MacLaughlin grew up in Osoyoos, BC. She studied fine arts at the University of British Columbia from 1970-72 and then languages at Berliner Freier Universitat in Berlin, Germany in 1974. From 1975-77 she again attended the University of BC, studying languages and sciences. In 1981 she received a BA in MODERN DANCE from Simon Fraser University, and in 2004 she received a Masters in counseling psychology from the University of BC. Her studies in Germany and her exposure to German dance theatre, especially the work of Pina Bausch, were seminal to her development as an artist; the punk movement of the early 1980s was another important influence.
Lola MacLaughlin made her choreographic debut with Brain Drain (1980), a work for 6 punk-style "pogo" dancers presented in a downtown Vancouver warehouse. Early collaborations with dance and music artists like Jennifer MASCALL and Ahmed Hassan led to the creation of EDAM, a Vancouver performance collective that MacLaughlin co-founded with 6 colleagues in 1982.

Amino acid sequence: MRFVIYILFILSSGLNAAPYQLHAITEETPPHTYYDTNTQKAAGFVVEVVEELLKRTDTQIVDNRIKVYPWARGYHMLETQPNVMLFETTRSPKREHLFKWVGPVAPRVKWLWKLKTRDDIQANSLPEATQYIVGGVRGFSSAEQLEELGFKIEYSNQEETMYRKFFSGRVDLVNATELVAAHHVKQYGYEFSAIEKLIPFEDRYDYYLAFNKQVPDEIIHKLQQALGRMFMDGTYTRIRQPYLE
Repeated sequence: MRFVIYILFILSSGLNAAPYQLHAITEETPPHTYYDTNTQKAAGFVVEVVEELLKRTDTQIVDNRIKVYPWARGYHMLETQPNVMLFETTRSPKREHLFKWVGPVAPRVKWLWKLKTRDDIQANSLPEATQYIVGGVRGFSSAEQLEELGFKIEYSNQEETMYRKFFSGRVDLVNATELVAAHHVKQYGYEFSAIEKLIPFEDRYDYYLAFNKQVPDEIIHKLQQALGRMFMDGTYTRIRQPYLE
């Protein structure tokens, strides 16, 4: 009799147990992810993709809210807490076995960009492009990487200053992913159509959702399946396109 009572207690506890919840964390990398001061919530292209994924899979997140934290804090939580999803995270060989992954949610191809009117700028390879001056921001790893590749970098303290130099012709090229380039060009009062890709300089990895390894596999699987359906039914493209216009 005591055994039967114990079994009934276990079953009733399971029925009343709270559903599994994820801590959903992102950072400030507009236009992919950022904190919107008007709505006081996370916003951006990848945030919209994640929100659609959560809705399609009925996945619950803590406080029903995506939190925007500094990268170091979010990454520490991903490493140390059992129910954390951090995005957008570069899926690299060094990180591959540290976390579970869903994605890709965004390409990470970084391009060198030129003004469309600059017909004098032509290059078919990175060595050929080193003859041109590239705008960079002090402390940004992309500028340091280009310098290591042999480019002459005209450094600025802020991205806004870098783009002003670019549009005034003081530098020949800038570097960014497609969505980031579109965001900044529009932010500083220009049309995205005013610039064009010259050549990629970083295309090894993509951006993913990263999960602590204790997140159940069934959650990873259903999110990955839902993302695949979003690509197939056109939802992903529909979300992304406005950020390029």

By 1989 MacLaughlin was working as an independent choreographer/dancer. A signature piece from this period was Theme for Nino (1989), a solo that revealed MacLaughlin's distinctive approach to dance making. Her first large-scale work came in 1990 with a commission from the Judith Marcuse Dance Company for Cadence, another important transitional piece.
With works from the mid-1990s, like The Protecting Veil (1995), Essie, Ena & Maude (1995), Thin Cities (1996) and Lapdogs and Other Restrictions (1997), MacLaughlin found her true choreographic voice, with its distinctly female precision and edgy, delicate bite. She was a creator who boldly mined her own dances. Thus Thin Cities gave rise in 1998 to Four Solos, which made possible Four Solos/Four Cities, which premiered at the Roundhouse in Vancouver in 1999.
Critically acclaimed across Canada, Four Solos/Four Cities was as much about MacLaughlin herself as it was about Berlin, Vienna, Venice and Brussels; it also provided a platform for compelling performances by dancers Jennifer Murray, Hope Terry, Andrea Gunnlaugson and Susan Elliott. In 2001 MacLaughlin's fuse premiered at the Vancouver East Cultural Centre. An ensemble work for 5 dancers, fuse played with movement as encoded gesture and affirmed that dance does not need to tell a story to be packed with meaning.
Lola MacLaughlin's awards and prizes include the Banff Centre's Clifford E. Lee Choreographic Award in 1992, the Canada Council for the Arts' Jacqueline Lemieux Prize in 1994, the 2001 Candance Creation Fund commission that resulted in Volio (2002) and the 2008 Isadora Award for Provincial Essays, which premiered in 2007.